But God is in the pieces, and if I trust him with my misery and suffering, He can give me a mission. Now the counselor in me is going to come in and talk about post-traumatic growth, right? And it is true now. We have research, neurobiology, and our nervous system, that when we go through something catastrophic, yes, there are going to be negative ramifications. But there is such a thing as post-traumatic growth. This is a spiritual principle, and you get a value-added because we now know that faithful people who pray and people who have a spiritual discipline get it.
I think that’s because it is the promise in the Bible to the beauty from ashes and that when God says, I will deliver my people. I feel like if we’re willing to give Him our suffering, it doesn’t bypass it, trust me. If I had an answer for you today on how to bypass suffering, Lord knows I’d be doing it every day, selling it, and getting rich. I’m just teasing but we can’t bypass it, right?
The question is, how are we going to live in it? For me, the day that I decided to allow this to become my mission field, to get over myself and show up in pain and authentically. If I’m going to be in this space, I’m going to be real. I’m never going to let this be anything other than a mission field. I will post pictures of me looking completely sick in bed and then with a prayer or ministry to someone.
What’s so interesting is we have all this bright and shiny stuff on Instagram. All these dancing TikTokers, and everybody looking perfect, beautiful, and precious. I’m sure there’s space for that. I mean, obviously, people follow it. But what’s so resonating for people, and at least what I’ve noticed, is when we show up in these spaces and say, hey, look, I’m not doing anything interesting today; I am laying in my bed and suffering, but even God is here with me. And here’s a prayer for you. Those are the days when I’m the most feeble, and if I’m daring enough to share it, it really ministers to people because they’re feeling just like me.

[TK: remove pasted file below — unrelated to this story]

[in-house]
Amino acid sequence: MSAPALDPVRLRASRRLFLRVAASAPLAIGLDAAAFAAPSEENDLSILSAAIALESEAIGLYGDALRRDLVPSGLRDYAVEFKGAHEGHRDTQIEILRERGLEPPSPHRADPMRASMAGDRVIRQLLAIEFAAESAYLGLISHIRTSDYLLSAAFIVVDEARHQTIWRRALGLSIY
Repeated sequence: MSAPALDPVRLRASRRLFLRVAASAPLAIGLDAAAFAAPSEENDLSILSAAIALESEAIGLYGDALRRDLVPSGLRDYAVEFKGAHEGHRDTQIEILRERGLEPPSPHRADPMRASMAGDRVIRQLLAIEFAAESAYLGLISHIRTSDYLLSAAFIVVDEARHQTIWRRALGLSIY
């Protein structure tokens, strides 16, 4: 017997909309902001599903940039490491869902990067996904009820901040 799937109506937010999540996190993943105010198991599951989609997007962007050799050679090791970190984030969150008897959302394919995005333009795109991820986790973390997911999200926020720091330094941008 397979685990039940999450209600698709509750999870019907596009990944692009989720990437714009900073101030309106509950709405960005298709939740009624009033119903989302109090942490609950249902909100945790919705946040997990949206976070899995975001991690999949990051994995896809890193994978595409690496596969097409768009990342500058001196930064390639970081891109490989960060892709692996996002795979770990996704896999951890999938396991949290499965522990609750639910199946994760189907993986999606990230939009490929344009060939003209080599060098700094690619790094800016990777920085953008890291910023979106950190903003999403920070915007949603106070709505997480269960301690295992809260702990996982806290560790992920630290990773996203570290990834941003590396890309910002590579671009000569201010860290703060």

Deborah: Sometimes, maybe not even physical, but it’s emotional or mental.
Deborah: Or spiritual.
Deborah: Then to see that honesty and that they’re not alone. Having your honesty in your space helps me be more honest because I’ve struggled with hiding behind words or something rather than just saying what I am feeling.
Kimberly: Yes, and it becomes contagious because you’re permitting people. Someone needs to be a permission giver. I don’t mind doing that. Like I said, I was in a wheelchair. I’ll never forget that it will dash every bit of your pride. And I will carry that feeling with me for the rest of my life.